“If they let Shane Mosley fight Antonio Margarito they should be arrested. Margarito would put Shane in a pine box.”
Those were the words of promoter Lou DiBella in Sept. 2008, just after an aging Shane Mosley looked flat most of the night in a win over Ricardo Mayorga, which came via stoppage with a single second left in the 12th and final round. Mosley was up on two cards, and should have been up. Mosley dominated in some rounds, enough to be ahead, but Mayorga was allowed to hang around in the fight because the 37-year-old Mosley just took his foot off the gas too often, doing nothing for stretches of time.
What’s more is that Mayorga was no good in the fight, complaining a lot, clinching a lot, never hurting Mosley despite power being his only real weapon.
DiBella was ready to match rising prospect Andre Berto, who won in the HBO co-feature over Steve Forbes, against Mosley. He conceded that the 25-year-old Berto remained a work in progress despite having been handed the WBC title, more or less, but he was that confident that Shane Mosley was past it, ready for the taking.
Mosley, though, did sign to fight Margarito, the imposing Mexican warrior who was coming off of a grueling and destructive win over Miguel Cotto in July, a 2008 Fight of the Year contender.
Margarito had taken the “0” from the Puerto Rican star, and Cotto had beaten Mosley prior to that, in Nov. 2007. There were style matchups that didn’t favor Margarito so much, but if you couldn’t find ways to hold off his relentless pressure, the big welterweight would just keep coming forward like the Terminator; he wasn’t fast, he wasn’t really a one-punch power guy, his technique and defense were lacking, but he was impossible to deter.
Margarito-Mosley headed to Los Angeles’ Staples Center in Jan. 2009, with Margarito the heavy favorite in another HBO main event. With a big crowd of over 20,000 in attendance for the popular Mexican Margarito and hometown hero Mosley, many expected that to be the end for Shane Mosley at the top level. But then the story developed.
Prior to the fight, Mosley’s trainer Naazim Richardson noticed something on the handwraps of Margarito. It was described as “wet pads” in the wrapping. The pads were taken and sent in to be investigated, but new wraps were applied and the fight went on.
To say that the 30-year-old Margarito was not himself would be an understatement. Shane Mosley beat the living crap out of Antonio Margarito that night. He completely dominated the fight, as Margarito looked feeble and unsure of himself. Mosley had no such problems. His confidence grew and grew. He was looking like the Shane Mosley of old again, lighting Margarito up in pretty much every round. He dropped the Mexican late in the eighth, and it could’ve ended there, but didn’t.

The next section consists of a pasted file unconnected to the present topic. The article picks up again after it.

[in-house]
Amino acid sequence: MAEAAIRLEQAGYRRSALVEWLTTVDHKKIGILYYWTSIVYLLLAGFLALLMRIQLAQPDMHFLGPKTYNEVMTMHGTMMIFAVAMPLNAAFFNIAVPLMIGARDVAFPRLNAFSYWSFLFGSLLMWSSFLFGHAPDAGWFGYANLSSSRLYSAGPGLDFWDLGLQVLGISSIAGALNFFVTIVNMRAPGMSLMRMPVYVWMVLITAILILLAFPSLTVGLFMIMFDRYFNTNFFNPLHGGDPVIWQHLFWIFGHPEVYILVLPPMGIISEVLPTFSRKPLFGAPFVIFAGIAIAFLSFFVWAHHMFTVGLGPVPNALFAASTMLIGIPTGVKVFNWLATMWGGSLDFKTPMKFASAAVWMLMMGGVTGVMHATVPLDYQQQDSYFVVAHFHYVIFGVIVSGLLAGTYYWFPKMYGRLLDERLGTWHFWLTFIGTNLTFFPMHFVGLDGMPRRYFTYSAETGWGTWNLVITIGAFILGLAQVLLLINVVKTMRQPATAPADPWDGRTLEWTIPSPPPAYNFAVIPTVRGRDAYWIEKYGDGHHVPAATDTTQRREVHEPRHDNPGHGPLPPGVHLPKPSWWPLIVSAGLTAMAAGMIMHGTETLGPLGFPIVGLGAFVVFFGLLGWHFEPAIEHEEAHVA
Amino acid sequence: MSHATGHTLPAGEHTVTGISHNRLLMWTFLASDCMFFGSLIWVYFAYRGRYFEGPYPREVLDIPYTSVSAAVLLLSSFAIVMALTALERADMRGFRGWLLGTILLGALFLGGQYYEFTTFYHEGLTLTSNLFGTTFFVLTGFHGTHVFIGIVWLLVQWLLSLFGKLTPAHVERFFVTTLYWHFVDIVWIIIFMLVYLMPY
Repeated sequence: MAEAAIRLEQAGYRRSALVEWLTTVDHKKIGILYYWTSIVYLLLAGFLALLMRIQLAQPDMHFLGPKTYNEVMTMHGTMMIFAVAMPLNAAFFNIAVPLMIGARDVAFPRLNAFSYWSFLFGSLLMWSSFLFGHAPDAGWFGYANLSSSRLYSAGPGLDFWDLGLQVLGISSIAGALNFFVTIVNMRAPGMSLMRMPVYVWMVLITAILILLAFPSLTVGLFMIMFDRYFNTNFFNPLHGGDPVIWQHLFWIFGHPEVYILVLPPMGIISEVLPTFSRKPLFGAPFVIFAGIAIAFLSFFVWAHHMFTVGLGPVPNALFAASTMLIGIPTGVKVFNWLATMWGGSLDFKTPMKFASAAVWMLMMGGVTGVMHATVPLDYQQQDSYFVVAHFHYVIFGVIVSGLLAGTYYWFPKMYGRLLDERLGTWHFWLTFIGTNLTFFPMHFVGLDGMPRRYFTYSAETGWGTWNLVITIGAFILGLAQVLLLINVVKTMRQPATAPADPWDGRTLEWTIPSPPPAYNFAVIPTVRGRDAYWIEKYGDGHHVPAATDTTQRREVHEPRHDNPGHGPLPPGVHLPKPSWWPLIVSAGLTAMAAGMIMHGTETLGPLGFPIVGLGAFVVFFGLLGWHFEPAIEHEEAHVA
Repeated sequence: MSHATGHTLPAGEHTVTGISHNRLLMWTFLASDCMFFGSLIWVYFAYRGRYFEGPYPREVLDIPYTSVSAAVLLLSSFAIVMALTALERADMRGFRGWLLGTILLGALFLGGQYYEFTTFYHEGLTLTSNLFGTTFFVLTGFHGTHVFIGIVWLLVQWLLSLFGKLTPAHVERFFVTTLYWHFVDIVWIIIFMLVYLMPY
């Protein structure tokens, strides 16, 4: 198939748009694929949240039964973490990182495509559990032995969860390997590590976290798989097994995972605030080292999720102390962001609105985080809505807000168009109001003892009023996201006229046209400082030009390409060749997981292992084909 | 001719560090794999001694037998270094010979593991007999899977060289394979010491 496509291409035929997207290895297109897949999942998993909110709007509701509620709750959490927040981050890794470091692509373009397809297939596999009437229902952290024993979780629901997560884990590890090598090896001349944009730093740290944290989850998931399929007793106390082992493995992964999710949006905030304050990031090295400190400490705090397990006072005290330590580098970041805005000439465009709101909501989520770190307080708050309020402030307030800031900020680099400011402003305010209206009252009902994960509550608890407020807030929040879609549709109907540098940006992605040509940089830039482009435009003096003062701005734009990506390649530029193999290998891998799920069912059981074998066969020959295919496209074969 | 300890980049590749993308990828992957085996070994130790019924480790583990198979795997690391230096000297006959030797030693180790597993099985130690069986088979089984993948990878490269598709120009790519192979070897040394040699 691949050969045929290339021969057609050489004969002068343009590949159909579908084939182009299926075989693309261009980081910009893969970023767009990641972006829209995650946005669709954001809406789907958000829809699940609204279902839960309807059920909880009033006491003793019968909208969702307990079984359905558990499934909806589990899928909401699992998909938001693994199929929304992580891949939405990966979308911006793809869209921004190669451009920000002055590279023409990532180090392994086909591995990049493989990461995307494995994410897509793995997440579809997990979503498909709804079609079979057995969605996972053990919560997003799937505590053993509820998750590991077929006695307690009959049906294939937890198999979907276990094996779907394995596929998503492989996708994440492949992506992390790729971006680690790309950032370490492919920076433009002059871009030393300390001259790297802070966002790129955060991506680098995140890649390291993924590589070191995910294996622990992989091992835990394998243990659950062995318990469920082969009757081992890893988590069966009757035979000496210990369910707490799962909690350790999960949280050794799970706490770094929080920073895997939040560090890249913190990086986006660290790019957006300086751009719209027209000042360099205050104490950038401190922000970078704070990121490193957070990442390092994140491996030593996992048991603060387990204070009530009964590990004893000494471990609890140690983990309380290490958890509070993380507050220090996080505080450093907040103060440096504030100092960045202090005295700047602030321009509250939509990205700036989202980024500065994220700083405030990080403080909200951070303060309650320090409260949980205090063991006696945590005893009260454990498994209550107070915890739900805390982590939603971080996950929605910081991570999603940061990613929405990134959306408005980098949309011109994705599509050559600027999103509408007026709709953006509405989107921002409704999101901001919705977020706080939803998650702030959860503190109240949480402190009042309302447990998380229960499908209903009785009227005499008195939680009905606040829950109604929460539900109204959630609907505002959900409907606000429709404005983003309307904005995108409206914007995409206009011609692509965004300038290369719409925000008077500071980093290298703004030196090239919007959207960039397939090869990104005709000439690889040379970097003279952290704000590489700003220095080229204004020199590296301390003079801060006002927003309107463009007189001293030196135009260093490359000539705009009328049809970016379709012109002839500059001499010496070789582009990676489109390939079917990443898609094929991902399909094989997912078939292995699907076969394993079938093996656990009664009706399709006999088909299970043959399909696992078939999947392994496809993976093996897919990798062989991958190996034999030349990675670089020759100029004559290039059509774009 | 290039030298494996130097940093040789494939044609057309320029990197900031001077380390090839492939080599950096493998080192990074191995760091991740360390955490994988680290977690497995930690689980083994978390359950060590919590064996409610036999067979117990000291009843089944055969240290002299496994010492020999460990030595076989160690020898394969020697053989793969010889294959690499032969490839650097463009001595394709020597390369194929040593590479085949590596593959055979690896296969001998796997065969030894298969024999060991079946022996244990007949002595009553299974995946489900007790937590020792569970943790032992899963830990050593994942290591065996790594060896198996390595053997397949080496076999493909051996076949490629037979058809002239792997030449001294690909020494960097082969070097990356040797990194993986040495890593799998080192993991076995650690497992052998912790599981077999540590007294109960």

It did in the ninth, just 43 seconds into the round, as Mosley pounded on Margarito again. Margarito’s corner threw in the towel and referee Raul Caiz Sr jumped in to stop the fight.
Mosley would springboard from that inspiring performance into a fight with Floyd Mayweather in May 2010, having sat out over a year. He had his moment there, too, buckling Mayweather’s knees in the second round, but Floyd took over and won handily.
The end that DiBella and many had predicted had, in fact, arrived. He would fight on, going 3-4-1 the rest of the way and never having another true “Shane Mosley” night. But on that one January night in Los Angeles, Shane Mosley delayed the inevitable and got one mre run on top, taking the WBA welterweight title.
Margarito, too, was never the same. He wound up suspended by the California commission, who deemed that he personally had no knowledge of the wraps, but that as “captain” of his team, it fell on him as well as head trainer Javier Capetillo. The findings on the wraps confirmed that the substance was similar to plaster of Paris; this opened questions for all of Margarito’s prior career, but most notably his savage win over Miguel Cotto in 2007.
Margarito would return in the spring of 2010 himself, fighting in Mexico before getting to return in the States in Nov. 2010 to be thrashed and permanently injured by Manny Pacquiao. After 13 months on the sidelines, he rematched Cotto, who made a target of Margarito’s surgically repaired eye and dominated, putting Margarito away after nine rounds that the New York commission probably shouldn’t have sanctioned at all. Margarito did fight three more times, coming back to the ring in 2016, and he won those bouts in Mexico, but he hasn’t fought since Sept. 2017 and isn’t likely to do so again, as he’s now 42 years of age.
Mosley retired after a 2016 loss to David Avanesyan, and the 48-year-old was elected to the International Boxing Hall of Fame this past December.